By Andie Burjek
Sep. 29, 2016
There’s a lot of fuss nowadays about creating a benefits plan that works across multiple generations. What may be even more complicated, though, is creating a benefits strategy across multiple nations.
Eighty percent of business executives believe the U.S. companies should expand globally, according to Rutgers’ “Globalization: Challenges of Corporations During Expansion” infographic from May, 2016. And an estimated 39 percent of American CEOs plan to complete a merger and acquisition in a different country.
In an increasingly global workforce, managing the diverse needs of multinational employees may be a challenge. The way benefits work in each country is driven by local culture, legislation and providers, said Chris Bruce, managing director at Thomsons Online Benefits, a global benefits management company.
In the United States, employees generally place more value on offered medical and retirement plans than in European countries where the state typically provides health care and pensions.
In Asia, employees value cash over a structured benefits plan, he added. Employees can spend it on what applies directly to their life. This flexible “cash is king” approach is spreading to Europe.
Perks and flex accounts — including company car allowances, bicycle allowances or discounts on buying items — are valuable benefits to employees beyond the U.S. border, said Ken Poletti, senior vice president, ecosystem partner solutions at Benefitfocus, a cloud-based benefits management platform.
“The biggest issue companies have when they’re looking at a global benefits plan is, typically, the benefit function is quite operational and more of a governance function,” said Bruce. “So it’s difficult for them to be strategic about benefits because they don’t have the infrastructure to understand what the plans are and how successful they are.”
Organizations need to plan to get the most possible value from the benefits budget. This can only be accomplished, noted Bruce, if the organization has insights into the cost, benefits and effectiveness of its benefits plans.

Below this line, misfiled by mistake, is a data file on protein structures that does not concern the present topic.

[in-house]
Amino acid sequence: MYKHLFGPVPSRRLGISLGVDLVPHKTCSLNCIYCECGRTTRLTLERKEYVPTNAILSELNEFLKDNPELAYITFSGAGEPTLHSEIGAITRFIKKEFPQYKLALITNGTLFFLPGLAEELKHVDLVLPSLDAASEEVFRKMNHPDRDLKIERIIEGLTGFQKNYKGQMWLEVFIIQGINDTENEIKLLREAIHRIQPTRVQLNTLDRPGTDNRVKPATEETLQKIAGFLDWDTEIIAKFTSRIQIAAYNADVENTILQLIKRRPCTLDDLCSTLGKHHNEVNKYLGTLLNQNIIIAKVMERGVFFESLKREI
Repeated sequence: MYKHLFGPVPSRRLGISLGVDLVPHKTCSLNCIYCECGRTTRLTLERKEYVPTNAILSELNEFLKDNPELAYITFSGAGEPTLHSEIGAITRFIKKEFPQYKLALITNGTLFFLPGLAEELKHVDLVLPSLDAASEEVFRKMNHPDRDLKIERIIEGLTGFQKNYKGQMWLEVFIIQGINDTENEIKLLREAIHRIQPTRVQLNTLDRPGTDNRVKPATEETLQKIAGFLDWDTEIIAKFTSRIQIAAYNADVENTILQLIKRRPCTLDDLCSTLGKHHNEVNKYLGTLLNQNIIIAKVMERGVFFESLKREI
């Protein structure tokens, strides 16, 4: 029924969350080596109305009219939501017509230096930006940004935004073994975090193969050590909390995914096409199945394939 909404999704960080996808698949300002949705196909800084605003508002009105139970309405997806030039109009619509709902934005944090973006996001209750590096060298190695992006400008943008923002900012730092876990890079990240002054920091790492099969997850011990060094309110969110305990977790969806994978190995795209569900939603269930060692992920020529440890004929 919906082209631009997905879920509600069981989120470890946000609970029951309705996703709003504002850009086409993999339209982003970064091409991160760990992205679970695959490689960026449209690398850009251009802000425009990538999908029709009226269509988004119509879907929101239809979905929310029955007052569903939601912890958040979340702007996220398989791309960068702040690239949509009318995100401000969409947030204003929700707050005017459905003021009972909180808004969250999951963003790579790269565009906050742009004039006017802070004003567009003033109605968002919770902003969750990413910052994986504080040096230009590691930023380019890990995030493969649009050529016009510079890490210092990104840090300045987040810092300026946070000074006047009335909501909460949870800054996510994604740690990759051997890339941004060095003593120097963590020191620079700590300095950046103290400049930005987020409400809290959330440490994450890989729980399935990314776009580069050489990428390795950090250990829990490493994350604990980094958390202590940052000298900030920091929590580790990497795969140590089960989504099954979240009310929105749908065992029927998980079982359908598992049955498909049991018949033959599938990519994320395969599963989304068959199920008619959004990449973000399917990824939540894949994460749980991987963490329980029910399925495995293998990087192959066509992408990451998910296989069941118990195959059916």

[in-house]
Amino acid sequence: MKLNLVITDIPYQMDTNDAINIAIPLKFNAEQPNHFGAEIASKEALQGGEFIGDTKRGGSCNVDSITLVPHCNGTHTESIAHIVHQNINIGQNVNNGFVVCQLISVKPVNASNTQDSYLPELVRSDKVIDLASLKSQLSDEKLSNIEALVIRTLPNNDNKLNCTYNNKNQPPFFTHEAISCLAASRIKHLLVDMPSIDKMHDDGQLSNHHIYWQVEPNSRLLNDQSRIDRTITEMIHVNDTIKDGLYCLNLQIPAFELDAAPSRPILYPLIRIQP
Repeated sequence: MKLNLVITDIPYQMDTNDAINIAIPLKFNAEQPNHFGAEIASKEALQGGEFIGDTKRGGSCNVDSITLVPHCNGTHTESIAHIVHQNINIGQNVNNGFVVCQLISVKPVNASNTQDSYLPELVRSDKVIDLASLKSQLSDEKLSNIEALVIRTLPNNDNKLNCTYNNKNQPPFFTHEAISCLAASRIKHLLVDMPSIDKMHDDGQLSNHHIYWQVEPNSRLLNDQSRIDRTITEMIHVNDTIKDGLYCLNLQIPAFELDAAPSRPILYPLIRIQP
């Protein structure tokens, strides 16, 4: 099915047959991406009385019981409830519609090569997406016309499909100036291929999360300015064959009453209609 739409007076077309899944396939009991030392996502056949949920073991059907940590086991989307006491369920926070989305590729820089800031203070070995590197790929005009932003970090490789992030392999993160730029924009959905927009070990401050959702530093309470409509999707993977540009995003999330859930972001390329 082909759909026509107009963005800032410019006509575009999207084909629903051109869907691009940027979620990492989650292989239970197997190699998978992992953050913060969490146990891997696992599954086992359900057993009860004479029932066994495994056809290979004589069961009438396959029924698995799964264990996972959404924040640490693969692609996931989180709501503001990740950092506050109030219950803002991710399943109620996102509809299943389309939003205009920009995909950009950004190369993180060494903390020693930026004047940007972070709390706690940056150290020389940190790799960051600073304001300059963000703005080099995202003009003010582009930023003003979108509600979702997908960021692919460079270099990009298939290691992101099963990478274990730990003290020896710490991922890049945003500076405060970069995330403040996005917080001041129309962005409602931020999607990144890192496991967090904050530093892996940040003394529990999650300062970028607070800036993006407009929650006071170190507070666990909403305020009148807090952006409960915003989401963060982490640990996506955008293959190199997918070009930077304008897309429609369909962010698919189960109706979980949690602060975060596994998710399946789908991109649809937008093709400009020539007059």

Employers are faced with the challenge to stay relevant to a diverse global workforce. But there are certain elements that are trending to employees around the globe, said Bruce: for example, the “cash is king” approach in Asia.
Traditionally, in the United States and Europe, most benefits plans have been designed for middle-class white males with families, he added. This thinking has been around for decades. In reality, there’s no reason a company should be providing high levels of certain traditional benefits like life insurance to a young, single college graduate with no family.
“The old, paternalistic view of benefits is going away, and now it’s much more, ‘How can we appeal to people? How can we use the money we have to the best effect and be relevant?’ ” said Bruce.
One example of this “reimbursement benefit,” said Bruce, is a Thomson employee who, having recently married a Brazilian man, took the money she would have spent on life insurance coverage and used it for Portuguese lessons instead. Bruce has found this flexible type of benefit as a modern way to show employees
that his company cares.
Poletti also noted that more often employers are offering employees more choice in how they use their flex accounts, allowing them to choose what works best for their family or life situation.
Another rising trend is shifting the economic responsibility of paying for benefits from the company to the employee, according to Chris Mumford, managing director of AETHOS Consulting Group in London. For example, one of the world’s largest global hotel groups has reduced the company pension contribution to 1% of the salary.
“[This puts] the onus on the employee to fund the rest,” wrote Mumford in an email interview. “We expect this trend to continue to spread.”
Bruce saw a similar trend internationally, noting that this shifting responsibility from the employer to the employee is happening across several different benefits, like in U.S. medical plans. As health care costs rise in the United States, employees are required to pay more.
Andie Burjek is a Workforce associate editor. Comment below, or email at firstname.lastname@example.org. Follow Workforce on Twitter at @workforcenews.
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